Africa, including its tip, is a place of extremes. Here in Cape Town, the rains can come down in torrents that defy the imagination. Sometimes we duck our heads down at the violence of the sound of it on our metal roofs. But, we have not heard that sound in a long time.
So, as the day that the taps run dry draws nearer, Cape Townians become more nervous. Water represents the largest and heaviest of our daily needs. There is no clear method proposed yet by the Cape Town authorities as to how they are going to distribute water to more than 3.6 million people, when they can no longer have enough in the dams to use the infrastructure that pipes it directly into our homes. One thing however is clear, our attitude toward water usage has changed.
What does “day 0” mean to you?
The taps running dry has an immediate visceral consequence, it means that you will carry a lot of water. You may blame a different government or locally elected representatives for your impending disaster status. But, the solution to the problem lies in the same hands, yours.
What “day 0” means to us
Day 0 means that everybody has had to accept their part in the problem. We can no longer tolerate using 1 – 2 gallons of drinking water to flush away one pee. Social norms have changed, local radio has helped people talk about the need to apply: “if it’s yellow, let it mellow”. Even in the plushest of hotels, it is now acceptable to look the next cubicle occupant in the eye as you walk away from an unflushed toilet.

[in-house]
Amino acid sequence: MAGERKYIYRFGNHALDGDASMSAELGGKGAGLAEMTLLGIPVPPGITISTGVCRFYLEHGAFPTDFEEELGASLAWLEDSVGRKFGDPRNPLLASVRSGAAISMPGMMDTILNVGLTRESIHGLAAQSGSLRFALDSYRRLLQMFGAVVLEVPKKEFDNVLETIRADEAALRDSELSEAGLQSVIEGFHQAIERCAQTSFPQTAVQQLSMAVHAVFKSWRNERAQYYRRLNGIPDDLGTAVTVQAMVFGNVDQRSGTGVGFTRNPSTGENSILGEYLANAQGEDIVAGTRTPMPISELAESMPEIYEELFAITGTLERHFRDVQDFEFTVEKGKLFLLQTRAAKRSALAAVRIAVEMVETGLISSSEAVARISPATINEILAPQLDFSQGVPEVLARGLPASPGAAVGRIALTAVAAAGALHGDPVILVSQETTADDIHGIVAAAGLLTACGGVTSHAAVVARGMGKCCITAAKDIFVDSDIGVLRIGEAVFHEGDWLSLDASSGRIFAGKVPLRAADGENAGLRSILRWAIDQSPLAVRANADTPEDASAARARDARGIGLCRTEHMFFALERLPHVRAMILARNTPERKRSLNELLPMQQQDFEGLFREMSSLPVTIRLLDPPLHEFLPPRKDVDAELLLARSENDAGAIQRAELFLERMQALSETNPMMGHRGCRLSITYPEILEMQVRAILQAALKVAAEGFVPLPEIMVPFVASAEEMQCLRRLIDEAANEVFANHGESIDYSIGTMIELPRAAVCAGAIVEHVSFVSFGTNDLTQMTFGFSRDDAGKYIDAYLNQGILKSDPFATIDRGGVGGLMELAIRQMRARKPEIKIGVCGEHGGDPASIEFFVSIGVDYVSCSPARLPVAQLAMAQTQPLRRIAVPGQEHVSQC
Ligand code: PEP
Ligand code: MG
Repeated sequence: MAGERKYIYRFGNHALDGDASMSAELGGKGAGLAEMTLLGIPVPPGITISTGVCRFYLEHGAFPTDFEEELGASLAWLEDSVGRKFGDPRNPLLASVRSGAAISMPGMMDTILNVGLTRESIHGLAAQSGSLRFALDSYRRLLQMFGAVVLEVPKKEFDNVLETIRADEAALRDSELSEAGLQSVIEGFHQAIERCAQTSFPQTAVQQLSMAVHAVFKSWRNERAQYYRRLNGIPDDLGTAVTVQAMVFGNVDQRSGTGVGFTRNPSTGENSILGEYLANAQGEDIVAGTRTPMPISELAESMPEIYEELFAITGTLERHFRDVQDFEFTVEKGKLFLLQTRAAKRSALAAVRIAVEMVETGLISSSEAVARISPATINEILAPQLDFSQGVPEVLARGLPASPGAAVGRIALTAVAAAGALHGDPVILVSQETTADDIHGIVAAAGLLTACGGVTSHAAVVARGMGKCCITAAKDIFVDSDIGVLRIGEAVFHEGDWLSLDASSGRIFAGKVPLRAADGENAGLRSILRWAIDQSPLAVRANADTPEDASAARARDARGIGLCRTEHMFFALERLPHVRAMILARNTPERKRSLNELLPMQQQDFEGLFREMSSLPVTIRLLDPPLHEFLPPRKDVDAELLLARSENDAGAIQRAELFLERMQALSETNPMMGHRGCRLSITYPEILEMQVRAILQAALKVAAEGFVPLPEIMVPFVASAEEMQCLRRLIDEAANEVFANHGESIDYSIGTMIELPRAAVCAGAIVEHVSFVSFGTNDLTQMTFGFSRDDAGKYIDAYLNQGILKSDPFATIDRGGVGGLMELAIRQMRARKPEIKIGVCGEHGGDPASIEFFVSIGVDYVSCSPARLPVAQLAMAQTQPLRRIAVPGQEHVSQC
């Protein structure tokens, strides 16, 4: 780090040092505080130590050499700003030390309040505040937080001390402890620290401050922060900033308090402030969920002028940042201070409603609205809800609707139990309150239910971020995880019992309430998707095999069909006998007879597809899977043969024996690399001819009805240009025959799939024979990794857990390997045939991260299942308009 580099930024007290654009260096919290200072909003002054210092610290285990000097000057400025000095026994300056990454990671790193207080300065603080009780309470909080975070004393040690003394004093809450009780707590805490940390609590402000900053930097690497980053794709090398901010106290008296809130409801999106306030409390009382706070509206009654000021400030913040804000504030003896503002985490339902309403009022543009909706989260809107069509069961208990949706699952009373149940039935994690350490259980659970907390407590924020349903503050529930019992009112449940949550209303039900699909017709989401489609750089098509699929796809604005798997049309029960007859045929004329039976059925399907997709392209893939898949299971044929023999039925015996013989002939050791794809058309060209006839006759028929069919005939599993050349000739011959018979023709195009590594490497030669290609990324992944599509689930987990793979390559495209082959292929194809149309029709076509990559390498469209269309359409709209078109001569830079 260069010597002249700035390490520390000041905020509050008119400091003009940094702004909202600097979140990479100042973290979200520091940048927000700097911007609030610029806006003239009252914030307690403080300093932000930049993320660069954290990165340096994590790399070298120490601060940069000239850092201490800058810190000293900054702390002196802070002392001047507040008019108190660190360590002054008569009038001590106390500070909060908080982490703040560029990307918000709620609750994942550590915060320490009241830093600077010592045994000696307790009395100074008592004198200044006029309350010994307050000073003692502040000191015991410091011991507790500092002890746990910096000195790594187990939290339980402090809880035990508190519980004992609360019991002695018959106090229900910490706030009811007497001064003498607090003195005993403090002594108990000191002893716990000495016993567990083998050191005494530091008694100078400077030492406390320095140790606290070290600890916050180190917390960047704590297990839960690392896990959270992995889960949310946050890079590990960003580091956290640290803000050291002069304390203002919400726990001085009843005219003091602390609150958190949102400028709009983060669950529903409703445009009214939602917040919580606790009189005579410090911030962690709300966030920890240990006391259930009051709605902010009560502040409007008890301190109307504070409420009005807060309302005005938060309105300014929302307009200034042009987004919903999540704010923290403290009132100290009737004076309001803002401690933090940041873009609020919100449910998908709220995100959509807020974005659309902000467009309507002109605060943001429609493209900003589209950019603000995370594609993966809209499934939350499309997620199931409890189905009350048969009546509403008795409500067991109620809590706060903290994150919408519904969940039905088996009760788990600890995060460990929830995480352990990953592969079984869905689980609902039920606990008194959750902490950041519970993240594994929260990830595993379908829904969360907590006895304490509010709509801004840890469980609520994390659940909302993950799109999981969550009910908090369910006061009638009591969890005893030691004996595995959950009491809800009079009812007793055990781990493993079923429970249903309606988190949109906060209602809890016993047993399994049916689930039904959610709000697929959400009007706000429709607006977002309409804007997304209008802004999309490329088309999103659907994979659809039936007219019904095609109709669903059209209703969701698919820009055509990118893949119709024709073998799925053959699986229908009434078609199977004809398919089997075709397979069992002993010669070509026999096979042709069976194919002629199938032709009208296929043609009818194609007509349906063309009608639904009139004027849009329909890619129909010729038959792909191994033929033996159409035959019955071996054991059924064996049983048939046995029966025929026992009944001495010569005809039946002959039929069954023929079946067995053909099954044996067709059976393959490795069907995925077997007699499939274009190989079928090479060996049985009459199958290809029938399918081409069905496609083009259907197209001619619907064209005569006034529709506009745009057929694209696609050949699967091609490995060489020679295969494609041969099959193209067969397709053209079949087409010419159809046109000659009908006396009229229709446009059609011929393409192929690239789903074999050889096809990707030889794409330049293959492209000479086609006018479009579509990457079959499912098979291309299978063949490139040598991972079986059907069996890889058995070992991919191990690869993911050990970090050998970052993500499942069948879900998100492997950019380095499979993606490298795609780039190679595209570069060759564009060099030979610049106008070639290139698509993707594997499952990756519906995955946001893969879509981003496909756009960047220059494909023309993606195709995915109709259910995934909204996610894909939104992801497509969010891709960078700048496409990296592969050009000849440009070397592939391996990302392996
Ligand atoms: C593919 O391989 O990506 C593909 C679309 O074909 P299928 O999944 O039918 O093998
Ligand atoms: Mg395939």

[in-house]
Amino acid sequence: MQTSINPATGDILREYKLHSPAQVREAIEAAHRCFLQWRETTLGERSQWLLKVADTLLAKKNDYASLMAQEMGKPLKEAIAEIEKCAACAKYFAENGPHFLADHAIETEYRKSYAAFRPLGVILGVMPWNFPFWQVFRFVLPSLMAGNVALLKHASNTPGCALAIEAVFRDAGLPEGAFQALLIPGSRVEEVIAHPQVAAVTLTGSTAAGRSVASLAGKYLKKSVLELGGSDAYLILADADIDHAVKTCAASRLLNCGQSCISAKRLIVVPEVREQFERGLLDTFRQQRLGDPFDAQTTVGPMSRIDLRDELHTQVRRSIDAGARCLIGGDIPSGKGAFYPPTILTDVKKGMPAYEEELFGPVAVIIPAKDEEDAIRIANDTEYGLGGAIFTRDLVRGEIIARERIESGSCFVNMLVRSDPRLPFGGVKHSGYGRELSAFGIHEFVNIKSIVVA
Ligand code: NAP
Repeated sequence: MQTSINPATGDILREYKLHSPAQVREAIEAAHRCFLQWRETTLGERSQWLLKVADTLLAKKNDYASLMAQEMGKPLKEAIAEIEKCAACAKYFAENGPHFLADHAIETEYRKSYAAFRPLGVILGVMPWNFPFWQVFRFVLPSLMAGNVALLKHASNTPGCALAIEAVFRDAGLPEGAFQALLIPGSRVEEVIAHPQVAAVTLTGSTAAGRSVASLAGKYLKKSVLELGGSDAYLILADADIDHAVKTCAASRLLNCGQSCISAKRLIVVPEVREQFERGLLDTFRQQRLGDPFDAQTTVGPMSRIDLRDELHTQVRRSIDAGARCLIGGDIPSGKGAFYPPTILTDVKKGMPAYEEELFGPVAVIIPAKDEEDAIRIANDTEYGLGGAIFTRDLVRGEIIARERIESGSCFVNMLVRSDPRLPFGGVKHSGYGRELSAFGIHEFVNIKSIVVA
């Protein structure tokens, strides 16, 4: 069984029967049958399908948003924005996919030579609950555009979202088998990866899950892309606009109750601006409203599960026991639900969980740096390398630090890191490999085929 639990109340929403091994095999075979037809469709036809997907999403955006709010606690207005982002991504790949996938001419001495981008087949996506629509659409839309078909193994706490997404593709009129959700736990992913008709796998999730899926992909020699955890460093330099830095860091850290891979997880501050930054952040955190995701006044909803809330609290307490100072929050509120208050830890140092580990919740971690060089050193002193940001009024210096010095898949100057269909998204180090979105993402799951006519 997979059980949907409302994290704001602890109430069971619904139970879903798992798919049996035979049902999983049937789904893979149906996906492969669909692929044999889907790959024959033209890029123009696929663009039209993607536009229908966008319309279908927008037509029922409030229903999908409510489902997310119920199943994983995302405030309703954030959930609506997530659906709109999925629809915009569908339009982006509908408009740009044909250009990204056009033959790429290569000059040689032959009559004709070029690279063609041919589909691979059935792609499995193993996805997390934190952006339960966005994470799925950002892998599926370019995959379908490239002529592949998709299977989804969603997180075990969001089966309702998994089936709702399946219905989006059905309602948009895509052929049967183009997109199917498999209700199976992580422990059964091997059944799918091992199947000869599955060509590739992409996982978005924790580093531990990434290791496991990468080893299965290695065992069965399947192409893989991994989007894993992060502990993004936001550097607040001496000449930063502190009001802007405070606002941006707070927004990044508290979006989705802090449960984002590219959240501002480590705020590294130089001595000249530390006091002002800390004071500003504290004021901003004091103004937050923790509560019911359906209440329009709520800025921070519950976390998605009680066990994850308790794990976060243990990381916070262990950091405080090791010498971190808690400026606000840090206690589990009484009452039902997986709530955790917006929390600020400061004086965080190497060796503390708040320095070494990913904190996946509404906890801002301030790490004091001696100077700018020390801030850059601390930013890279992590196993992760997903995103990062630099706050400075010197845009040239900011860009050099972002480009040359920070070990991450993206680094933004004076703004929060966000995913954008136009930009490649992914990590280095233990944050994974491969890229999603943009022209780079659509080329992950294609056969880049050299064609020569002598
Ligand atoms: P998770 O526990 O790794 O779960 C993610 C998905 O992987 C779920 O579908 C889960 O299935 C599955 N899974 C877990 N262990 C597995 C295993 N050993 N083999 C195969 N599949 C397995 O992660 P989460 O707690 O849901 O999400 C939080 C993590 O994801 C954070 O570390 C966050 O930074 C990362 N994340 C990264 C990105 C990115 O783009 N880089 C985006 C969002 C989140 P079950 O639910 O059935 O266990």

To my household, attempting to remain within our 13 gallons per person, per day this means that we collect the water from our washing machine water and reuse it. We shower in a bucket and reuse that. We catch the water we wash our hands with, our dishes with and we reuse that. It meant that, when my little family got a tummy bug, I had to go and fill two 7 gallon drums with ground water to flush with, because we ran out of grey water. It means that I buy Lavender oil regularly now, because grey water can get smelly fast.
Even if everyone in Cape Town does what my family does to stay within our limits, Day 0 is still coming, current estimates suggest some time in June. Of course, people are drilling boreholes to our aquifer, but not everyone has the luxury of tapping that resource.
What we don’t know about Day 0
What we do know is that pipes, not people, should carry water! When did you last try to carry 5 gallons of water? My word, there are just 3 in my family and that means that we need 15 gallons per day (based on World Health Organisation estimates). I am not sure I can move that. Do I need to invest in a wheel barrow? With estimates of 20,000 people per government-watering station, confidence is not high that supplies can be provided in any meaningful way. Can people drive in to collect? What about those with no cars? How long will it take for the smallest of families, to fill a container with 15 gallons of water? What does water collection mean for families of 6 or more? We watch in interest, and wait in fear. We watch the new water-services grow, and we learn that supply does not match demand when we try and buy food-grade plastic to transport our water in.
We know about hope
I keep looking up at that mountain that looms above the city that circles it and I ask it to do its job. Gather clouds please Table Mountain and bring down the rain. Because we are not ready. We don’t all have tanks to collect rainwater. We don’t all have grey water recovery systems in our houses. We don’t all have a sensible way to store large amount of fresh drinking water at home, and very few of us are in a position to install waterless or composting toilets in the near future. So, we hope for a solution and we hope for rain; we hope that our safety is not compromised by this disaster and we hope that our local economy is not impacted by this crisis.
About the author
Harrie Bickle is a British Citizen, now officially a South African Resident, who moved to Cape Town 12 years ago. She is a Technical writer, with a background in Science.